Linking Space Exploration Programs to National Goals

by Elwyn Harris, Jerry M. Sollinger

Download Free Electronic Document

FormatFile SizeNotes
PDF file 0.7 MB

Use Adobe Acrobat Reader version 10 or higher for the best experience.

Space programs extend over long periods of time and require considerable financial investment. Thus the programs to be funded must be designed and evaluated for a probability of success. This issue paper describes a methodology for determining which programs have the best chance of success. The authors illustrate the approach using the Moon/Mars exploration program for which it was developed. The steps include defining national policy goals (e.g., enhancing national security, increasing scientific knowledge, and strengthening the economy), identifying paths the program might take (e.g., early establishment of a Mars outpost, use of current technology only, involvement of the private sector to establish a lunar base), and evaluating how well the paths accomplish the goals.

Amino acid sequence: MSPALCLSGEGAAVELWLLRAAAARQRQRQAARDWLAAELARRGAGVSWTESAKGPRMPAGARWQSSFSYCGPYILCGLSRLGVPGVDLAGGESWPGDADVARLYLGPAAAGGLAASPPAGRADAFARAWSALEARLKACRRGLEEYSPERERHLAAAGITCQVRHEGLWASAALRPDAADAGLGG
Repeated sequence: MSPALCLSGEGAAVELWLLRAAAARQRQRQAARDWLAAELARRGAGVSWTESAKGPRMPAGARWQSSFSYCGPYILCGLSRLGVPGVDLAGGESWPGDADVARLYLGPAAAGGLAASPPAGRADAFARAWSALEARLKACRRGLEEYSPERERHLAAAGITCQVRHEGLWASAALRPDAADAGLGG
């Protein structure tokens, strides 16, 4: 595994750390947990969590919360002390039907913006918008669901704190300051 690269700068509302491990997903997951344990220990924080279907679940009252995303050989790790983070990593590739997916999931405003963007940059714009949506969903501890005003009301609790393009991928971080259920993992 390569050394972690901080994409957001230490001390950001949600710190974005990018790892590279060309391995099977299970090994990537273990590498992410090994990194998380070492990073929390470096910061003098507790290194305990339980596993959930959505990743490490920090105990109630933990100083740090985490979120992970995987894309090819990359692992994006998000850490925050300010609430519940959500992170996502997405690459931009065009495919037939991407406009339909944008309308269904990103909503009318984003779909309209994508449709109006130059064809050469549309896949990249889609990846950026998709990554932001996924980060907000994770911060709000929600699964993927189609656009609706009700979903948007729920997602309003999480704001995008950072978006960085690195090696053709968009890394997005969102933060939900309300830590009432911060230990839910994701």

This report is part of the RAND Corporation issue paper series. The issue paper was a product of the RAND Corporation from 1993 to 2003 that contained early data analysis, an informed perspective on a topic, or a discussion of research directions, not necessarily based on published research. The issue paper was meant to be a vehicle for quick dissemination intended to stimulate discussion in a policy community.

Permission is given to duplicate this electronic document for personal use only, as long as it is unaltered and complete. Copies may not be duplicated for commercial purposes. Unauthorized posting of RAND PDFs to a non-RAND Web site is prohibited. RAND PDFs are protected under copyright law. For information on reprint and linking permissions, please visit the RAND Permissions page.

The RAND Corporation is a nonprofit institution that helps improve policy and decisionmaking through research and analysis. RAND's publications do not necessarily reflect the opinions of its research clients and sponsors.